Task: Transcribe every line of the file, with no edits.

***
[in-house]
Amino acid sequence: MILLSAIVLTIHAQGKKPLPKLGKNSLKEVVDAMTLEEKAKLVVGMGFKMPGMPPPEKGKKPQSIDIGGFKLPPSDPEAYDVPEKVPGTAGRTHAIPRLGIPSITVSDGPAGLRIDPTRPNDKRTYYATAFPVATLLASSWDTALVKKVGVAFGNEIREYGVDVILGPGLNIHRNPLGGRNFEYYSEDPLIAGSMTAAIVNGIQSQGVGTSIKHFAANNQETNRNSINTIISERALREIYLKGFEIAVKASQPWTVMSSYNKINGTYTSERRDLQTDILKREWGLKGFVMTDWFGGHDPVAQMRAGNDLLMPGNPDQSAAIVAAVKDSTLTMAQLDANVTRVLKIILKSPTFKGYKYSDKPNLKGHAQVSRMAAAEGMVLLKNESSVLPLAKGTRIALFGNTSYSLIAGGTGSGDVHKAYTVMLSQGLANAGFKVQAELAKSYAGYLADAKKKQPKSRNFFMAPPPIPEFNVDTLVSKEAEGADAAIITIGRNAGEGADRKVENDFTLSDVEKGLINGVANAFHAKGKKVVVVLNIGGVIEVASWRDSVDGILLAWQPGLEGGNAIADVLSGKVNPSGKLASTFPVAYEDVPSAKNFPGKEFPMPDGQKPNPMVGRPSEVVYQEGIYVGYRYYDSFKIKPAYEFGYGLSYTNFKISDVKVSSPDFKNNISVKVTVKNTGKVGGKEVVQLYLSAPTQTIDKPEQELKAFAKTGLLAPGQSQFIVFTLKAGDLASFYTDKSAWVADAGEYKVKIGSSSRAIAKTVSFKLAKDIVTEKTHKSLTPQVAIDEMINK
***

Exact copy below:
[in-house]
Amino acid sequence: MILLSAIVLTIHAQGKKPLPKLGKNSLKEVVDAMTLEEKAKLVVGMGFKMPGMPPPEKGKKPQSIDIGGFKLPPSDPEAYDVPEKVPGTAGRTHAIPRLGIPSITVSDGPAGLRIDPTRPNDKRTYYATAFPVATLLASSWDTALVKKVGVAFGNEIREYGVDVILGPGLNIHRNPLGGRNFEYYSEDPLIAGSMTAAIVNGIQSQGVGTSIKHFAANNQETNRNSINTIISERALREIYLKGFEIAVKASQPWTVMSSYNKINGTYTSERRDLQTDILKREWGLKGFVMTDWFGGHDPVAQMRAGNDLLMPGNPDQSAAIVAAVKDSTLTMAQLDANVTRVLKIILKSPTFKGYKYSDKPNLKGHAQVSRMAAAEGMVLLKNESSVLPLAKGTRIALFGNTSYSLIAGGTGSGDVHKAYTVMLSQGLANAGFKVQAELAKSYAGYLADAKKKQPKSRNFFMAPPPIPEFNVDTLVSKEAEGADAAIITIGRNAGEGADRKVENDFTLSDVEKGLINGVANAFHAKGKKVVVVLNIGGVIEVASWRDSVDGILLAWQPGLEGGNAIADVLSGKVNPSGKLASTFPVAYEDVPSAKNFPGKEFPMPDGQKPNPMVGRPSEVVYQEGIYVGYRYYDSFKIKPAYEFGYGLSYTNFKISDVKVSSPDFKNNISVKVTVKNTGKVGGKEVVQLYLSAPTQTIDKPEQELKAFAKTGLLAPGQSQFIVFTLKAGDLASFYTDKSAWVADAGEYKVKIGSSSRAIAKTVSFKLAKDIVTEKTHKSLTPQVAIDEMINK